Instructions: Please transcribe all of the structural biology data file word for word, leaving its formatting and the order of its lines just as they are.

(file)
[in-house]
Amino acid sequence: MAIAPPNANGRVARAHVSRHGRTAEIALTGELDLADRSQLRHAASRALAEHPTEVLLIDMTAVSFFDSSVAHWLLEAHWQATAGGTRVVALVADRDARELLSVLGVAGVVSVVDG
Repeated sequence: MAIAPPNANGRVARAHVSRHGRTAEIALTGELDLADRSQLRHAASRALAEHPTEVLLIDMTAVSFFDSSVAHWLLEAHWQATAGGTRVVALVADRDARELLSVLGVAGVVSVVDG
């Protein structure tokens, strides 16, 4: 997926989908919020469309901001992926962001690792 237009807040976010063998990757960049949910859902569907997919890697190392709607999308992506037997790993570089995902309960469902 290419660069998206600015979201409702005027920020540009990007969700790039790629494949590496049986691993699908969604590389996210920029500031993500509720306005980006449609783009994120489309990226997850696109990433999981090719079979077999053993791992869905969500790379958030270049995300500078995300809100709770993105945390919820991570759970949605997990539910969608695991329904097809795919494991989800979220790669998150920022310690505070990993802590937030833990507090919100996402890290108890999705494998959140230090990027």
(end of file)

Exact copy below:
[in-house]
Amino acid sequence: MAIAPPNANGRVARAHVSRHGRTAEIALTGELDLADRSQLRHAASRALAEHPTEVLLIDMTAVSFFDSSVAHWLLEAHWQATAGGTRVVALVADRDARELLSVLGVAGVVSVVDG
Repeated sequence: MAIAPPNANGRVARAHVSRHGRTAEIALTGELDLADRSQLRHAASRALAEHPTEVLLIDMTAVSFFDSSVAHWLLEAHWQATAGGTRVVALVADRDARELLSVLGVAGVVSVVDG
């Protein structure tokens, strides 16, 4: 997926989908919020469309901001992926962001690792 237009807040976010063998990757960049949910859902569907997919890697190392709607999308992506037997790993570089995902309960469902 290419660069998206600015979201409702005027920020540009990007969700790039790629494949590496049986691993699908969604590389996210920029500031993500509720306005980006449609783009994120489309990226997850696109990433999981090719079979077999053993791992869905969500790379958030270049995300500078995300809100709770993105945390919820991570759970949605997990539910969608695991329904097809795919494991989800979220790669998150920022310690505070990993802590937030833990507090919100996402890290108890999705494998959140230090990027």